Published: 02nd January 2019
Jai Hind instead of Present sir: Meet the Rajasthani teacher who inspired the Gujarat government
Sandeep Joshi, a History teacher in Jalore in Rajasthan was the recipient of the ABVP's Professor Yashwantrao Kelkar Youth Award 2018
You've probably heard that for the Gujarat Government, the resolution for the year 2019 must have been to foster an extra dose of patriotism among its school students. To achieve this, the students from classes I to XII in the government, grant-in-aid and self-financed schools were asked to answer roll calls with 'Jai Hind' or 'Jai Bharat' instead of the current 'Yes Sir' and 'Present Ma'am'.
How did this ultra nationalist idea even begin?
The decision was taken by Gujarat's minister of Education, Bhupendrasinh Chudasama, reportedly influenced by Sandeep Joshi, a History Teacher in the Government Senior Secondary School, Rewat in Rajasthan's Jalore District, who made his students say 'Jai Hind' or 'Jai Bharat' during the roll call.
The recipient of the Professor Yashwantrao Kelkar Youth Award 2018 by the Akhila Bharatiya Vidyarthi Parishad, Joshi was more than excited to talk about the Gujarat Government's initiative. "I felt so happy to know that the government and society were so welcoming towards a thought of mine. It creates so much positivity. Also, if a student is patriotic since childhood, they would not indulge in corruption and discrimination when they grow up," says Joshi.
Making change: Joshi has brought about a lot of changes in his school and his village
So how did it all begin? Joshi tells us. "At the time of attendance, the students usually say 'Yes Sir' or 'Present'. Now, each class in our school has an average of 40 students. So let's assume that a teacher gets to hear 'Yes Sir' 40 times a day, around 1000 times a month and around 10,000 times a year," says Joshi. "Whatever the child says and hears definitely has an impact on them. So I thought, why not replace 'Yes Sir' with 'Jai Bharat'. This creates a positive environment in the whole classroom," adds this teacher who believes that childhood is the perfect time to inculcate cultural values in a person. To dream of this initiative making every child patriotic is utopic and Joshi isn't unaware of it. "But imagine, even if at least 20 per cent of the children turn patriotic because of these initiatives, I consider it a victory," he says.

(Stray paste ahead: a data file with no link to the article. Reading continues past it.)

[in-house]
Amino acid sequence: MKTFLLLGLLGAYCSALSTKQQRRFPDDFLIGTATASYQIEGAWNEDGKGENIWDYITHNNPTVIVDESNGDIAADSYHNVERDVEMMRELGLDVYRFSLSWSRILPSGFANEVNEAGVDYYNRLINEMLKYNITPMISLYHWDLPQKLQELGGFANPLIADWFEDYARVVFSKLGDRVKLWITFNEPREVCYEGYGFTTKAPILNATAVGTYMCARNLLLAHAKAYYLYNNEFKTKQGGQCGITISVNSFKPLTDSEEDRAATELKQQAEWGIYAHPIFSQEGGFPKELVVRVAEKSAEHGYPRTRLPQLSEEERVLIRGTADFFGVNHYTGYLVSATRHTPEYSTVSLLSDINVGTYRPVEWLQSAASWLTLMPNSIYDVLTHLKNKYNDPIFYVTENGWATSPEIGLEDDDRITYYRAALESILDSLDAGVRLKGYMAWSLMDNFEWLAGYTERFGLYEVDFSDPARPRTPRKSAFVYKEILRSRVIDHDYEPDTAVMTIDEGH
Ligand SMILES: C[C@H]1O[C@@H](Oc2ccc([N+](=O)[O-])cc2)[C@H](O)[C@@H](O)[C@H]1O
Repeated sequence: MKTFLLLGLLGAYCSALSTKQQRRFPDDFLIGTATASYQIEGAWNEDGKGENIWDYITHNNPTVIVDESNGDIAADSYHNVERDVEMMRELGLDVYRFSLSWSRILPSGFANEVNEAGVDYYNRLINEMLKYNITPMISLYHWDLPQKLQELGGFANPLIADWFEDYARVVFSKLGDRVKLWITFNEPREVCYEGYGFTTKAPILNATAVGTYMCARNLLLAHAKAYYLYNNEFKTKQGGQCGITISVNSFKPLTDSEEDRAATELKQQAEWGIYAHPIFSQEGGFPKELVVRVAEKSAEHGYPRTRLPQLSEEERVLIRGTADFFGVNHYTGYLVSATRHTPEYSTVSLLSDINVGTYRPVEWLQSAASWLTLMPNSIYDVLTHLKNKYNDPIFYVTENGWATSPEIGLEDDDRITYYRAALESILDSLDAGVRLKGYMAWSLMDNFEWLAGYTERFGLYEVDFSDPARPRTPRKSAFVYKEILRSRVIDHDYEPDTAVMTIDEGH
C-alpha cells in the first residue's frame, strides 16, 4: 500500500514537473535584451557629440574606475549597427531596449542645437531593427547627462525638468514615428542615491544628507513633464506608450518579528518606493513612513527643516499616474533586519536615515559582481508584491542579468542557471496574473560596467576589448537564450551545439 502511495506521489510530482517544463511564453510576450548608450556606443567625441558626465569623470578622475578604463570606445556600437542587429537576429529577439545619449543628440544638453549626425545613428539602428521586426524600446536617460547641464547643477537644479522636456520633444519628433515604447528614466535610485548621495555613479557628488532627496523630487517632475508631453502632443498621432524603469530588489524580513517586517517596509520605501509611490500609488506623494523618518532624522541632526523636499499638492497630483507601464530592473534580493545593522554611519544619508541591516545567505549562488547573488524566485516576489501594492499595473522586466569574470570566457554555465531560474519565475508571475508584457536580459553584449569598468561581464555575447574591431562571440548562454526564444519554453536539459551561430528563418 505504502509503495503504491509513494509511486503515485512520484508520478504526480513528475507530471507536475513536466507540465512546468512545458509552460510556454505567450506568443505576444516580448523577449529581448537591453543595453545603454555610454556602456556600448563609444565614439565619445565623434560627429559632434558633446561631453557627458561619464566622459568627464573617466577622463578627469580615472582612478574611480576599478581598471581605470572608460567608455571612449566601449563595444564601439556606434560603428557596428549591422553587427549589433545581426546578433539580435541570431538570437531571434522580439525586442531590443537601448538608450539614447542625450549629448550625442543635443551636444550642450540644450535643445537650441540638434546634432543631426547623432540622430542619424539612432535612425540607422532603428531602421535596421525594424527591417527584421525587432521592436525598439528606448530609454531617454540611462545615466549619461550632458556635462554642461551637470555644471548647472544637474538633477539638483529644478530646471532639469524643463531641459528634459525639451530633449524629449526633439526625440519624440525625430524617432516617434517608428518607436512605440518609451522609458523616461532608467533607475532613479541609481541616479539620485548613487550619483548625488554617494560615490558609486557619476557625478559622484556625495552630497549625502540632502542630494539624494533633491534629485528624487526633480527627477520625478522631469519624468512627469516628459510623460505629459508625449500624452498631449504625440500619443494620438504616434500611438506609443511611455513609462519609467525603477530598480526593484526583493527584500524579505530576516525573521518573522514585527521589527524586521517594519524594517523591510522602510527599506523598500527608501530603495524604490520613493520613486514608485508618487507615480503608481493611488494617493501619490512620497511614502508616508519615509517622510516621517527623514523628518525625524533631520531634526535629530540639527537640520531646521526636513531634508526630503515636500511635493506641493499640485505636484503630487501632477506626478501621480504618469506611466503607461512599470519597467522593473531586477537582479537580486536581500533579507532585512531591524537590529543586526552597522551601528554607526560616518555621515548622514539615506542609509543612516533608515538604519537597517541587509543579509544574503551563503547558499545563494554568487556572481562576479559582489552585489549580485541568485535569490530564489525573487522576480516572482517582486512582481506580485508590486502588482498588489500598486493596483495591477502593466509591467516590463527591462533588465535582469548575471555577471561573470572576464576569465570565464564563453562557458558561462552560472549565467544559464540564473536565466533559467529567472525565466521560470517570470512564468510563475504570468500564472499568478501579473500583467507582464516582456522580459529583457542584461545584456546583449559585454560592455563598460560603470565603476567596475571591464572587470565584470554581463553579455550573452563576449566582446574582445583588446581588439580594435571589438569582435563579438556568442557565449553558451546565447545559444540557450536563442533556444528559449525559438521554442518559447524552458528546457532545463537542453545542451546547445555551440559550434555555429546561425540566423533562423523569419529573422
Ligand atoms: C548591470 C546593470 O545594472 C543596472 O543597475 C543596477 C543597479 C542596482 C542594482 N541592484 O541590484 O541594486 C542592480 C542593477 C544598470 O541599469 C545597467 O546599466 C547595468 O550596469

The ABVP Award was a total shocker to Joshi, who had dreamt of being a teacher or a journalist since childhood. "I live in a small village in Jalore in Rajasthan. Our village has the lowest number of literate women in the entire Rajasthan. So, I'd always wanted to do something to change this. This is why I became a teacher," he says.
Bringing change, one at a time
There's a lot more, though. Joshi has brought a lot of new changes in his school and his village in his 14-year-long career. One such initiative is Kanya Pujan, which has been happening on every Navratri since the Nirbhaya incident happened. "Here, we make all the boys in our school do puja for all the girls who are under nine years. It is just a psychological teaching method. A boy wouldn't dare to misbehave with a girl after performing a puja with her, where he equates her to god," says this teacher, who believes that sexist and misogynistic films and music are contributing a lot towards creating an unsafe environment for women. He says that many teachers from Rajasthan have followed this practice and Kanya Pujan of around 30,000 girls are done every year in schools in the state.
Joshi jas also created a library in the school that isn't locked. Ever. "Any student can take any book from here without making a record of it. This is just an exercise to build trust and encourage them to read more," he says. Turns out, no book has gone missing from the library ever! He has also created galleries in the school that explains his students everything about all the states in India.